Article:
Over the last 50 years there has been a growing epidemic of chronic health problems that has coincided with a proliferation of improperly designed commercial pet foods . Typically, these foods are filled with inappropriate and poor quality ingredients that lack bio-available meat protein, nutrients, enzymes, and essential minerals. These so-called premium foods are loaded with inexpensive grains that make them a better food for poultry than for dogs or cats. After all, we must always keep in mind that we are feeding carnivores. Almost all commercial dog foods are made predominantly of difficult to digest cereal grains and relatively small amounts of meat and inferior meat by-products.

The body’s intolerance for these unsuitable ingredients has shown up as a wide variety of health problems and immune diseases ranging from simple food allergies and skin problems to organ impairment and dysfunction. As a result of the above concerns holistic veterinarians across the country have become more and more advocates of pet owners feeding a natural-raw meat diet in place of commercial dog food. The dog food industry is only 60-70 years old and every dog alive today can trace in lineage back to dogs who were raised on homemade natural diets. In the beginning dog foods were meant to supplement homemade foods, now unfortunately, the reverse is often true.

The natural / raw meat diet is far superior to every commercial diet because it uses fresh uncooked meat, lightly steamed vegetables, raw fruit and table scraps. The use of raw ingredients, especially raw meat, provides amino acids in their unaltered (uncooked) state, live beneficial bacteria (probiotics) , active enzymes, fatty acids in their unaltered (uncooked state), natural vitamins, and easily absorbed minerals, none of which are found in cooked food. Feeding a natural / raw meat diet even once a week will help keep the bowels healthy by providing natural digestive enzymes and beneficial bacterial flora. This allows a weakened or imbalanced immune system to be revitalized.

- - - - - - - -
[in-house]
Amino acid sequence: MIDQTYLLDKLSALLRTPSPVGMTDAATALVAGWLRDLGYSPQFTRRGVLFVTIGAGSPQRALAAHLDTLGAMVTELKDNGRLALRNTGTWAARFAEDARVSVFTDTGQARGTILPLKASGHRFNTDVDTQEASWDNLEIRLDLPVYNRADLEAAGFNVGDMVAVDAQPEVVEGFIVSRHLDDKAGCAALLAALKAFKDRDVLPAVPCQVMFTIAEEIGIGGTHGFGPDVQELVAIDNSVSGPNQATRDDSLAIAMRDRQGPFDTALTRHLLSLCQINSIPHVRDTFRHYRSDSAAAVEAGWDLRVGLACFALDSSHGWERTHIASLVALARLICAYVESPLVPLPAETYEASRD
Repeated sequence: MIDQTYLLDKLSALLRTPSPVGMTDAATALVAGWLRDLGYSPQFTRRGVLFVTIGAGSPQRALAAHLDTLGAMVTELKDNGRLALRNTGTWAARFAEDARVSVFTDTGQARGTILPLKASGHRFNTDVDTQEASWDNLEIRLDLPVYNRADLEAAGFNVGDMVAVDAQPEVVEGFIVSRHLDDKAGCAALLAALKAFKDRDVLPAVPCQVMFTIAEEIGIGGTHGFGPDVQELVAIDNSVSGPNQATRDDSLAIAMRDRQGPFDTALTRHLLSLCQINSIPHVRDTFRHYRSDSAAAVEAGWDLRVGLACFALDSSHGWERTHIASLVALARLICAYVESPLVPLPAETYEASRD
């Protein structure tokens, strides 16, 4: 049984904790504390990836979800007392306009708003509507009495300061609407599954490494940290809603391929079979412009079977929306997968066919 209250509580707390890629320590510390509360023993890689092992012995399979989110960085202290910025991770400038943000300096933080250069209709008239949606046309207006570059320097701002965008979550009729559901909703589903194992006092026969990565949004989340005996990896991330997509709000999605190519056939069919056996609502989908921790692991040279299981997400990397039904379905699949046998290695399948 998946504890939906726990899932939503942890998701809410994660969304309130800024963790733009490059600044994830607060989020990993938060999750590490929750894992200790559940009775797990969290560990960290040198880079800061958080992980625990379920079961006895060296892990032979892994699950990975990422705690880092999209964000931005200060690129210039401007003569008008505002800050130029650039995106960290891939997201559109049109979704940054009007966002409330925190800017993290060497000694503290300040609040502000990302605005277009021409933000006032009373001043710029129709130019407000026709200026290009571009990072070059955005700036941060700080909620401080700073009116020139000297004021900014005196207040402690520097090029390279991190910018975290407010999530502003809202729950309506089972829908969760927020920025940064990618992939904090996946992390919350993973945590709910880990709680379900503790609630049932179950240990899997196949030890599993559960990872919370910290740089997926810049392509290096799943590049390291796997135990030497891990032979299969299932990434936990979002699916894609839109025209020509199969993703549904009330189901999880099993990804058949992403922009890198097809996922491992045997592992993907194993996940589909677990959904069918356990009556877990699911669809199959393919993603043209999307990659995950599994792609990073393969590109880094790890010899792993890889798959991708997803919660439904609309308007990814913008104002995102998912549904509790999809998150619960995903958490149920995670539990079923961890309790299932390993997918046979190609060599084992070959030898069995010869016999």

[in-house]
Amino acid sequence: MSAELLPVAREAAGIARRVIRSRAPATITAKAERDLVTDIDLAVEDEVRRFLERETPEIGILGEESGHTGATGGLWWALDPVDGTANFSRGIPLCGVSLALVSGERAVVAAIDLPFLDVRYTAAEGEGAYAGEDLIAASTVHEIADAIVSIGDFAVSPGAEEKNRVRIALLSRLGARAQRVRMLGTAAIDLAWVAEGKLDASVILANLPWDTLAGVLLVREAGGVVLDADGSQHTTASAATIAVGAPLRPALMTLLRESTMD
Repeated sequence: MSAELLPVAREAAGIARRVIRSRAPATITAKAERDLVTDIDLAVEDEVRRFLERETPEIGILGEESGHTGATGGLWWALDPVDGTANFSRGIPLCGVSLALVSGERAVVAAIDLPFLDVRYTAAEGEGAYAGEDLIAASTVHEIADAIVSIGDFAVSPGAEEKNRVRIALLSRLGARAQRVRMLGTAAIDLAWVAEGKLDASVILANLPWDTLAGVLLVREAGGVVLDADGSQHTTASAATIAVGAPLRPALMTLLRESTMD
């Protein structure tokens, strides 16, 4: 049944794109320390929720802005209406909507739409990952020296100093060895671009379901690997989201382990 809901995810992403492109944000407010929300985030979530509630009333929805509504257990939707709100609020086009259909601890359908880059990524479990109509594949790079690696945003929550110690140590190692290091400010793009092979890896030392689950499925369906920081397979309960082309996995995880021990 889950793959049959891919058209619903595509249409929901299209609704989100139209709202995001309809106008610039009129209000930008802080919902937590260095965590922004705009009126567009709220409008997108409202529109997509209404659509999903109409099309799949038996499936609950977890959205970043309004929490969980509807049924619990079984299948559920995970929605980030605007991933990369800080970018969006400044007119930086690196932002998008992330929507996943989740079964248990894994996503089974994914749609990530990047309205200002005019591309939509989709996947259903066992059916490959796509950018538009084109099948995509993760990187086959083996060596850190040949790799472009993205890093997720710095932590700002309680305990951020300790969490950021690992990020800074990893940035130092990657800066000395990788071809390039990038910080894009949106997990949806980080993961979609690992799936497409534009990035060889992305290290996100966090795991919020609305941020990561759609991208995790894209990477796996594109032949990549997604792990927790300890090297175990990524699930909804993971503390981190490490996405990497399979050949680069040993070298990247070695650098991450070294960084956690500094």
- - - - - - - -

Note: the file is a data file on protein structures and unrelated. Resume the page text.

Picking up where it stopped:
Shopping for and preparing a natural raw meat diet allows the pet owner to see smell and touch the raw ingredients going into his dogs food. It allows the pet owner to feed a variety of fresh human grade foods. Such freshness and variety are huge benefits that can be provided only in a home prepared diet.

If available and affordable, organic meat and vegetables would be the ideal choice because they contain more nutrients and far fewer toxins than non organic foods. Home preparing your dog’s diet insures his food is fresh, free of rancid fat, moldy grain, mycotoxins, animal excrement, food by-products, artificial chemical preservatives, flavoring agents, coloring agents, and fillers. It is important to clearly understand that the more toxins, chemicals and contaminants consumed by your dogs body over time, the greater will be the body’s effort to expel them and the greater will be the loss of anti-oxidants, enzymes, vitamins and minerals that are used up in the detoxification process.